Businesses should also look at traceability as a risk mitigation tool, Kraft says, to protect their financial liability or prevent public relations crises.

“If [a store, restaurant, etc.] is buying fish from a company, and it comes out that they have IUU fishing in their supply line or use slave labor on their boats, that’s going to reflect poorly on [the buyer],” Kraft says.

But can traceability translate to higher profits? Can a fishing company using sustainable fishing practices fetch a higher price for a fish that it can track through the supply chain and demonstrate its environmental credentials?

“It’s not enough to say fish is moving toward sustainability,” Kraft says. “Customers appreciate that, but they don’t feel like they want to pay more for it.”

According to Kraft, a fully traceable fish, caught in an environmentally responsible way, doesn’t necessarily command a higher price, but it can attract new customers and open doors to new opportunities in the marketplace. However, he says, a company may be able to charge more for sustainable seafood if they can promote its excellent quality, proving that the fish is fresher and was in transit for a short period of time, for example.

Michael Carroll, vice president of the fisheries and aquaculture division at environmental consulting firm Vertex, agrees that sustainable seafood doesn’t always yield higher profits in consumer markets, citing a lack of peer-reviewed studies that show U.S. consumers will spend more on sustainably caught fish. But many studies indicate that consumers already pay more for high-quality fish from premium locations, such as lobster from Cape Cod, says Carroll, also a co-founder of BackTracker, a database system that helps companies follow fish through the supply chain and validate their data against government records.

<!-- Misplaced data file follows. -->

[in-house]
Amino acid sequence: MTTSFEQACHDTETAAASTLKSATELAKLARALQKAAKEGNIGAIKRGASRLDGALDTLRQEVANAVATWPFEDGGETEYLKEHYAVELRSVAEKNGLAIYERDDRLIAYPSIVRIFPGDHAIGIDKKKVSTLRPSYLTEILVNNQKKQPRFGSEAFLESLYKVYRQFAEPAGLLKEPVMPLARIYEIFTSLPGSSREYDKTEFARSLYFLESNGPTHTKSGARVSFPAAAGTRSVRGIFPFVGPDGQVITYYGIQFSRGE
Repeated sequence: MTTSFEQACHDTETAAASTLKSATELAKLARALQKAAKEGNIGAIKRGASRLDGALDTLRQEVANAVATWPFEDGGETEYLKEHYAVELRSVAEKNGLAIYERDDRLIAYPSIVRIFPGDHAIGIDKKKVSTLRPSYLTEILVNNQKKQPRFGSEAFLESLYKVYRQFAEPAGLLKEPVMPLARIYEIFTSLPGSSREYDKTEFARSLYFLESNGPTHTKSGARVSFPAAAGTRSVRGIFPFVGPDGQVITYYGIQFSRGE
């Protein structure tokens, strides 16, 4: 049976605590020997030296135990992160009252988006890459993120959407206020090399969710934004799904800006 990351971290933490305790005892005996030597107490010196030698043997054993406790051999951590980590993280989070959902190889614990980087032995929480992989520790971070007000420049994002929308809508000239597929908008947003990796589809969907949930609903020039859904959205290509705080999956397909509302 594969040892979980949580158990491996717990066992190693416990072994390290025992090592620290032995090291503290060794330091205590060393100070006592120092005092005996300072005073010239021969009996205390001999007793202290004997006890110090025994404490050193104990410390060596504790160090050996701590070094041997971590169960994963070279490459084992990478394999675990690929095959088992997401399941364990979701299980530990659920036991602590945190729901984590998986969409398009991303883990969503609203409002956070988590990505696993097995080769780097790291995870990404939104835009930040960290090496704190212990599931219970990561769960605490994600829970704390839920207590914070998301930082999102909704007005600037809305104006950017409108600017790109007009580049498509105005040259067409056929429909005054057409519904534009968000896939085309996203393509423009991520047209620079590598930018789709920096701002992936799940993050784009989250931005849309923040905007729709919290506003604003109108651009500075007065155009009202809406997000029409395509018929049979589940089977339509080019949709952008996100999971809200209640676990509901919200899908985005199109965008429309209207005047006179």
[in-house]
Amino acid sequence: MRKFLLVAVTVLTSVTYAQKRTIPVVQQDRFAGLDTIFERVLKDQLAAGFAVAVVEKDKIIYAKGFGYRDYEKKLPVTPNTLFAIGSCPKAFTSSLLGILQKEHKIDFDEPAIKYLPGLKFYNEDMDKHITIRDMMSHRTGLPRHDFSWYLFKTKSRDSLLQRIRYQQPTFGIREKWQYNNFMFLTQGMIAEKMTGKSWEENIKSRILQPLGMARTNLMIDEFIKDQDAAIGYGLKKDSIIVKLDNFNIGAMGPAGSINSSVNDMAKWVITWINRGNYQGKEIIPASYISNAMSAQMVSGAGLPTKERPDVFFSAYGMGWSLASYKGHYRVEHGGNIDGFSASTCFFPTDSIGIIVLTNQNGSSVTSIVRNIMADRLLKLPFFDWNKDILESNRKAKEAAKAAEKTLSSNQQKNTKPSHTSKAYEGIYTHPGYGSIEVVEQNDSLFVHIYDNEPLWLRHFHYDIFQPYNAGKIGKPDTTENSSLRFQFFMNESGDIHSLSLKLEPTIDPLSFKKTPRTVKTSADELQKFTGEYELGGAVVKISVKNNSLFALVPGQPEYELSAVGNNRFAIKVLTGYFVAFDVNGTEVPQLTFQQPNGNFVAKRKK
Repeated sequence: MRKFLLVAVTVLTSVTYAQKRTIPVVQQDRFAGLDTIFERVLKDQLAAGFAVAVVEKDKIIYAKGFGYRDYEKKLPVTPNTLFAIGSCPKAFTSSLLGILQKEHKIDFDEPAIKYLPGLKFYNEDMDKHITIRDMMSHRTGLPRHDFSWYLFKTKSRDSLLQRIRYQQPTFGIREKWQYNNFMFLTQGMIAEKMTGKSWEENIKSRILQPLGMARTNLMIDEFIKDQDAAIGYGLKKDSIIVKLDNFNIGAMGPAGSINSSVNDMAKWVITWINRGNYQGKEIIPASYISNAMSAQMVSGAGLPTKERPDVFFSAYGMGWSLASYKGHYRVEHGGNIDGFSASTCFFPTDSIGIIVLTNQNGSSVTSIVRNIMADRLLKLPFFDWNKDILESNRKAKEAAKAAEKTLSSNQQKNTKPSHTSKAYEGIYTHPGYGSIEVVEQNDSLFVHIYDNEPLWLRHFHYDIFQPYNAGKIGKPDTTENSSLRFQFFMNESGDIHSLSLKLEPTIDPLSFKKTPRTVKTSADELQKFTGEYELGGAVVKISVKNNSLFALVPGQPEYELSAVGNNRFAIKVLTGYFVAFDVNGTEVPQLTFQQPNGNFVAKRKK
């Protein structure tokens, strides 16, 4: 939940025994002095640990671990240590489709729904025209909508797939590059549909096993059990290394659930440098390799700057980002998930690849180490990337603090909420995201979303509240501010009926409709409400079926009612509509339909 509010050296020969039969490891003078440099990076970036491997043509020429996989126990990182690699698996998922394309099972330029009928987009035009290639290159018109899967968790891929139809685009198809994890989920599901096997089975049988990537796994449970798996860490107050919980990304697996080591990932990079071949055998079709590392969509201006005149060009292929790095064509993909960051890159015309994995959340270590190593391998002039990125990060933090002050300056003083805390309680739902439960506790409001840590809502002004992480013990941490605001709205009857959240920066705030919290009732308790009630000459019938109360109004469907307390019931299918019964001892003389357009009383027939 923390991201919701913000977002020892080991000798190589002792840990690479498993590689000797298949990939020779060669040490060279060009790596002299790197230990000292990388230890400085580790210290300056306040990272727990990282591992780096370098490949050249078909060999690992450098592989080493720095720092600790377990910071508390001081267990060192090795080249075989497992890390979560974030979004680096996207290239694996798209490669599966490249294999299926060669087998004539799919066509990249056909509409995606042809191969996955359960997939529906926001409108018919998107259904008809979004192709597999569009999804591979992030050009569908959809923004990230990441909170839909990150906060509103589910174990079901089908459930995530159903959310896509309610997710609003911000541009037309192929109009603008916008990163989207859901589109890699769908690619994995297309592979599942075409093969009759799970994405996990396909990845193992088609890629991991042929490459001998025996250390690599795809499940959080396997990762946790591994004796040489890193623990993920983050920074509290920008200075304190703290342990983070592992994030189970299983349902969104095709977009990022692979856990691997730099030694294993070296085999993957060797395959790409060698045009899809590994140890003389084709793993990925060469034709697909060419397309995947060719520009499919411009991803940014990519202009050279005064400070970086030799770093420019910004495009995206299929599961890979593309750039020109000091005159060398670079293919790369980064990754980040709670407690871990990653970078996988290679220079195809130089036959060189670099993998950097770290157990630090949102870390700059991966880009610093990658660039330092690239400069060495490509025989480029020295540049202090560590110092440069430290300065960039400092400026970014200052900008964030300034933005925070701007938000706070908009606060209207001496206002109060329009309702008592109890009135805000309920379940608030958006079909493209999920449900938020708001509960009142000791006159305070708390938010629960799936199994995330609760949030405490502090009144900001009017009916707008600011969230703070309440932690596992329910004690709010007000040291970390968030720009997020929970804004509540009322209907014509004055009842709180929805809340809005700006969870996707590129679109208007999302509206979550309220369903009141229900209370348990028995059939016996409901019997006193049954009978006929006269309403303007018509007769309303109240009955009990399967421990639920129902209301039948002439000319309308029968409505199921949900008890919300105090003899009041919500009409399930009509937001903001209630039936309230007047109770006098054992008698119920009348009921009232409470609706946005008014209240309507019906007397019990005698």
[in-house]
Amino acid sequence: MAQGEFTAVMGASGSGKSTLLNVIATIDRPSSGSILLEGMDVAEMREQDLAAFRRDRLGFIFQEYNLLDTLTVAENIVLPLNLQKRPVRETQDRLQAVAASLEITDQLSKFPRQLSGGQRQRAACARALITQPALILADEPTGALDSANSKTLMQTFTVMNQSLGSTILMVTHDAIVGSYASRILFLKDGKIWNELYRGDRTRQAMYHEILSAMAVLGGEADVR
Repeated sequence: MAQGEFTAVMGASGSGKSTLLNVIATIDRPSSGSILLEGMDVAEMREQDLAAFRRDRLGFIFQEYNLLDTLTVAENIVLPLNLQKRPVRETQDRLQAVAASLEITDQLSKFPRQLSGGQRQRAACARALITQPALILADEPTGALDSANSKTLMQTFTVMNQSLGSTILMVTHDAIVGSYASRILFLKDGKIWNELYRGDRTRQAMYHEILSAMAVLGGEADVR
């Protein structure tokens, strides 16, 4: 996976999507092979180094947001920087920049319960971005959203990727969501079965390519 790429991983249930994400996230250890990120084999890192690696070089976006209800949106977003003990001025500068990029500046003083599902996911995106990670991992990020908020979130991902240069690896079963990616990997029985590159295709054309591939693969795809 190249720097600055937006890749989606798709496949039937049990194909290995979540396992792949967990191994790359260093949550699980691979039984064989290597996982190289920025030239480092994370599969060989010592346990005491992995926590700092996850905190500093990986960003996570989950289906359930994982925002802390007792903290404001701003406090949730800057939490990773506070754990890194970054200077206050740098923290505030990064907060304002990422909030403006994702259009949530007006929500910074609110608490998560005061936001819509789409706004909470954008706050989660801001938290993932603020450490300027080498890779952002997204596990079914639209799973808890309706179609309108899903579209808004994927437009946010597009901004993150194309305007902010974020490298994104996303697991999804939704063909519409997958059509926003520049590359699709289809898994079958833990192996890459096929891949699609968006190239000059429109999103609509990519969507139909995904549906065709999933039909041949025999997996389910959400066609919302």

Without a grounded traceability system, fishermen will struggle to see market premiums flow back to them through the market, Carroll explains. If a fishing company can verify the origin and attributes of the fish, using a traceability system like BackTracker, it has the opportunity to reap the higher price its product commands in the marketplace, he says.

“If a fisherman produces a high quality product from a premium location but doesn’t have the ability to pass data [about the fish’s capture] through the supply chain, he has no chance to get a higher price for that fish,” Carroll says.

In general, Carroll says that traceability – combined with a system to authenticate its data – should increase the value of products from most fisheries that strive for food safety, sustainability, quality, premium location or other “desirable attributes,” depending on the consumer and market.

Image credit: Flickr/Tom Godber

Alexis Petru headshot

Passionate about both writing and sustainability, Alexis Petru is freelance journalist and communications consultant based in the San Francisco Bay Area whose work has appeared on Earth911, Huffington Post and Patch.com. Prior to working as a writer, she coordinated environmental programs for various Bay Area cities and counties for seven years. She has a degree in cultural anthropology from UC Berkeley.

Read more stories by Alexis Petru